Layshaft roller bearing - shimming needed?

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Apr 7, 2008
I'm about to rebuild my gearbox and have ordered an overhaul kit from RGM. This kit contains a roller bearing for the layshaft (the failed was a ball bearing).
I have read about the need of shimming when roller bearings are used but I'm still a bit confused about how it's supposed to be done.

What would the prefered end float be?
Should I use shims to adjust it?
What type of shims and where should they be fitted?

Any guidance on this subject would be appreciated.

Best regards,
old brits web site has a "how to" or you can install an upgraded ball bearing and eliminate the shimming stuff.
So the Old Britts procedure is the way to do it. Thanks!

I've been thinking a bit more about the difference between using a ball or a roller bearing for the layshaft. I do understand the mechanical differences between the ball (takes both radial and axial load) and the roller bearings (only radial load) but why shouldn't you shim the end float also with a ball bearing?

My 2 cents: The layshaft has a float fit in the bearing and the ball bearing can only take axial load "inwards" the gearbox housing not in the opposite direction so the layshaft will still move axially if you have an end float.
I can also see a risk with shimming the layshaft, you might put axial load on the roller bearing and that's not what it's designed for. Maybe that's why Norton never added any shim procedure changing to rollers???

I feel I'm on thin ice here and maybe I'm just missing a bit of the puzzle :?

Cheers, Per

I'll add a few comments after being in touch with a very experienced British Norton guy.
His 2 cents (or since he's a Brit maybe 2 p) talking about using shims for the layshaft,
"Its not particular to the roller bearing, it applies to all gearboxes, if they have excessive end float on layshaft first gear, this can cause jumping out of gear, depending on amount of end float, dog condition etc"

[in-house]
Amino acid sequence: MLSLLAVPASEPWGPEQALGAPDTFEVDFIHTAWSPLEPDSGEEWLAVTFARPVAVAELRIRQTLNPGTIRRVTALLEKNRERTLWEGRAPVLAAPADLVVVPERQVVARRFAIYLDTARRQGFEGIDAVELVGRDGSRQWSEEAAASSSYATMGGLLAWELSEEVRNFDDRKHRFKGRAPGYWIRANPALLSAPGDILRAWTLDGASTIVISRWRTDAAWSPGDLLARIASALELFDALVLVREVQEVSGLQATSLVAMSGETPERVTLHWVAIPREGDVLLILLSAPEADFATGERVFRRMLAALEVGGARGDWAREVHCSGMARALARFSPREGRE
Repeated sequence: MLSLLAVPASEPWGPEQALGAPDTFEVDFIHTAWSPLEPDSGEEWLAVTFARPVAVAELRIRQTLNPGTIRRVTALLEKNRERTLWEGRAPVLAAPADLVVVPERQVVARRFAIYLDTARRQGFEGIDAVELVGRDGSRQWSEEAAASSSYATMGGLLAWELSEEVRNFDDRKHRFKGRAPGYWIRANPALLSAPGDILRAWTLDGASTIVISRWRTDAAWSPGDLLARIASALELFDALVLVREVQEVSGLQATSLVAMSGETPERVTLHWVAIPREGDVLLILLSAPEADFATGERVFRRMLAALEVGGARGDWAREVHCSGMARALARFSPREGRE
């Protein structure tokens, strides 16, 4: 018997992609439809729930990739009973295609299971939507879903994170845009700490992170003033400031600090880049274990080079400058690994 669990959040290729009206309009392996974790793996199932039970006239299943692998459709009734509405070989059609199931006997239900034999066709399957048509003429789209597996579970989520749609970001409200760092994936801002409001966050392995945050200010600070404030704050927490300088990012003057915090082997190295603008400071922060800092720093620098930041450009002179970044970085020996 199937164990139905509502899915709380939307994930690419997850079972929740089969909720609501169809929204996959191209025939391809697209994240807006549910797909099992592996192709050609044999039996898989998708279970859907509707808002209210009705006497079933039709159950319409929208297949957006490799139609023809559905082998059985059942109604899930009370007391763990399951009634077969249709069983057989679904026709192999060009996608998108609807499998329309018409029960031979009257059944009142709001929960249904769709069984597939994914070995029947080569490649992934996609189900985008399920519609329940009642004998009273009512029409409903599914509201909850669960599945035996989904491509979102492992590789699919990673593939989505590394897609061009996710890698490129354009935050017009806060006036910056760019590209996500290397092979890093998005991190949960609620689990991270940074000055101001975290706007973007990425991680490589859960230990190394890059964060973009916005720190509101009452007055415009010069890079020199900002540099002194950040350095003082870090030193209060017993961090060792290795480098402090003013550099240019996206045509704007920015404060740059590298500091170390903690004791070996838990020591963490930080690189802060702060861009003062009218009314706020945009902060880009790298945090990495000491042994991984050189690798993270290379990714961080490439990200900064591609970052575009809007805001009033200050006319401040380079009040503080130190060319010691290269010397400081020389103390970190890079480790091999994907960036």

His recommended end float shim procedure is easier then the OldBritts and should give the same results:
"I would adjust to just touch when inner cover fitted without a gasket, then use gasket to give clearance"

" if they have excessive end float on layshaft first gear, this can cause jumping out of gear, depending on amount of end float, dog condition etc"

I can't imagine this even being a possibility :roll:
With a roller bearing the layshaft can move but surely not enough to cause dropping out of gear. If you follow the Old Britts recommendations that can do no harm.
If like me you install a needle race on the kickstart to layshaft you need to control end float with shims on the k/s end of layshaft because you lose the shoulder of original k/s bush.
The only issue I had with the roller bearing (I now use a racing ballrace from Hemmings) was the dogs of 2nd gear extended too far through lay first gear and contacted the end face of k/s shaft hard enough to move the k/s backwards in first gear (same symptom as collapsed layshaft bearing). Shimming corrected that. That may have been nothing to do with the roller bearing except it started doing it when I fitted the roller.
I think the conclusion is that using shims for the layshaft is good pratice.

Thanks for all your input :D

Hi Per,

I have rebuilt two of these gearboxes now, both with the layshaft roller bearing conversion. I shimmed one to get a very slight amount of endfloat. I do not have a micrometer to measure endfloat so I was guessing it was about right. This box works perfectly. The other box I rebuilt seemed to have about the same amount of endfloat when I put it back together and didn't require any shims at all. That box works pretty well too but it seems a bit tight and can be hard to get into neutral after it warms up. I guess what I am trying to say that even if you measure endfloat and shim it as precisely as you can, there still seems to be individual variation in these AMC gearboxes. I think getting them to be silky smooth yet not juming out of gear etc. takes some trial and error with each box. Fortunately, this is fairly straightforward to do even with the gearbox in the frame.
Thanks guys, I think this forum is GREAT :D Tons of knowledge sharing and it seems different opinions are accepted too.

I have ordered a set of mixed rear Isolastic shims to use. Will be travelling for the next couple of days but hope to have received my parts when back home late next week.

I think it was mentioned on the Old Britts page that the end float is increased when the gearbox warms up. I was thinking that it was the opposite way but maybe the case(s) is growing more then the internals.

Best regards,
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